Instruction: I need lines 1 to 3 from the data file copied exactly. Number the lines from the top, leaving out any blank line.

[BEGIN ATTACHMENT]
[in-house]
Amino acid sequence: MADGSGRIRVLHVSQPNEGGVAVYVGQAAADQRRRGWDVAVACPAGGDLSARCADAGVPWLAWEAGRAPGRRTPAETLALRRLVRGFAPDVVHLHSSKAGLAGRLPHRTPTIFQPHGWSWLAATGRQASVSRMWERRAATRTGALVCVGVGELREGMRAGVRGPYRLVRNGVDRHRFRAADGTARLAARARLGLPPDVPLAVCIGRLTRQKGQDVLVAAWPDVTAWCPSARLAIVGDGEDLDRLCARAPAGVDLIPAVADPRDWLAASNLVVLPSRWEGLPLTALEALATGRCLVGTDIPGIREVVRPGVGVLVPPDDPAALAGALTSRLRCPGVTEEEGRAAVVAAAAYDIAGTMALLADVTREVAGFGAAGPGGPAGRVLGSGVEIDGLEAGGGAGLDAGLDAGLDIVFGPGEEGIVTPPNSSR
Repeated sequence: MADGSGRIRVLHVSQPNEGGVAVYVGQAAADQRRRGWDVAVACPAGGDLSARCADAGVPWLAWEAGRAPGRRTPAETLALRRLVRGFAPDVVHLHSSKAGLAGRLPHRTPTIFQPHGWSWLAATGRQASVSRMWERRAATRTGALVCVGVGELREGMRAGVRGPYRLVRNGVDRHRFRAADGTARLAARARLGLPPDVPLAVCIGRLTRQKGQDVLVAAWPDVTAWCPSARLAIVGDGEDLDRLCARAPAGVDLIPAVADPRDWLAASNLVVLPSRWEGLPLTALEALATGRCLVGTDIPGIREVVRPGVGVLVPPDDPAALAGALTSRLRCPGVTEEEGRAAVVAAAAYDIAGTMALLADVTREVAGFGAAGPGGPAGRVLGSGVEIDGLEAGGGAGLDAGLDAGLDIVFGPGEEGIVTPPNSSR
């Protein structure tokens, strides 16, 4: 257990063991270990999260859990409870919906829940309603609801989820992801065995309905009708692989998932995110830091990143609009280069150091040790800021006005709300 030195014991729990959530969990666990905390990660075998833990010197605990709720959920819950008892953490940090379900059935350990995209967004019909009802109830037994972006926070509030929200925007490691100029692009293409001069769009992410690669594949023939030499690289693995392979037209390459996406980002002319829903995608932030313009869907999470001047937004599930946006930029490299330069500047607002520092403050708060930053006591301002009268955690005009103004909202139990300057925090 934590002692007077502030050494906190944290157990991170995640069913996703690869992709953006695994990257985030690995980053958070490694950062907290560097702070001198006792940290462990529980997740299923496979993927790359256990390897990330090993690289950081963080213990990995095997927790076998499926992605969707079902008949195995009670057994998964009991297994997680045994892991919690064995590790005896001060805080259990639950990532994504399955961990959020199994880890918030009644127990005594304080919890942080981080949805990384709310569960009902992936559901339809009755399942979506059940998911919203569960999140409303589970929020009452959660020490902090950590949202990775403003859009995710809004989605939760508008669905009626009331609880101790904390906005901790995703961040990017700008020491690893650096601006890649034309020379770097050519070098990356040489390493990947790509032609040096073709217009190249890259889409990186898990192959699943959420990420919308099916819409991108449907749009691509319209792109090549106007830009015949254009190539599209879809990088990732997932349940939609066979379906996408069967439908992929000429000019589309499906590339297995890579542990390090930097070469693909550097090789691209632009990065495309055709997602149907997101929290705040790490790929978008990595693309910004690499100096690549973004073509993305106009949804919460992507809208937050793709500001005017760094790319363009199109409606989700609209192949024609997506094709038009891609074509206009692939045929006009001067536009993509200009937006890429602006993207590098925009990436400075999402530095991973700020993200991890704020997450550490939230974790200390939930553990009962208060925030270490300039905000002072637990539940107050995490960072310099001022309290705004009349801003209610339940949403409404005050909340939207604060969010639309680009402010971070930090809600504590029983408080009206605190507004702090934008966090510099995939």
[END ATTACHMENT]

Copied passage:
[in-house]
Amino acid sequence: MADGSGRIRVLHVSQPNEGGVAVYVGQAAADQRRRGWDVAVACPAGGDLSARCADAGVPWLAWEAGRAPGRRTPAETLALRRLVRGFAPDVVHLHSSKAGLAGRLPHRTPTIFQPHGWSWLAATGRQASVSRMWERRAATRTGALVCVGVGELREGMRAGVRGPYRLVRNGVDRHRFRAADGTARLAARARLGLPPDVPLAVCIGRLTRQKGQDVLVAAWPDVTAWCPSARLAIVGDGEDLDRLCARAPAGVDLIPAVADPRDWLAASNLVVLPSRWEGLPLTALEALATGRCLVGTDIPGIREVVRPGVGVLVPPDDPAALAGALTSRLRCPGVTEEEGRAAVVAAAAYDIAGTMALLADVTREVAGFGAAGPGGPAGRVLGSGVEIDGLEAGGGAGLDAGLDAGLDIVFGPGEEGIVTPPNSSR
Repeated sequence: MADGSGRIRVLHVSQPNEGGVAVYVGQAAADQRRRGWDVAVACPAGGDLSARCADAGVPWLAWEAGRAPGRRTPAETLALRRLVRGFAPDVVHLHSSKAGLAGRLPHRTPTIFQPHGWSWLAATGRQASVSRMWERRAATRTGALVCVGVGELREGMRAGVRGPYRLVRNGVDRHRFRAADGTARLAARARLGLPPDVPLAVCIGRLTRQKGQDVLVAAWPDVTAWCPSARLAIVGDGEDLDRLCARAPAGVDLIPAVADPRDWLAASNLVVLPSRWEGLPLTALEALATGRCLVGTDIPGIREVVRPGVGVLVPPDDPAALAGALTSRLRCPGVTEEEGRAAVVAAAAYDIAGTMALLADVTREVAGFGAAGPGGPAGRVLGSGVEIDGLEAGGGAGLDAGLDAGLDIVFGPGEEGIVTPPNSSR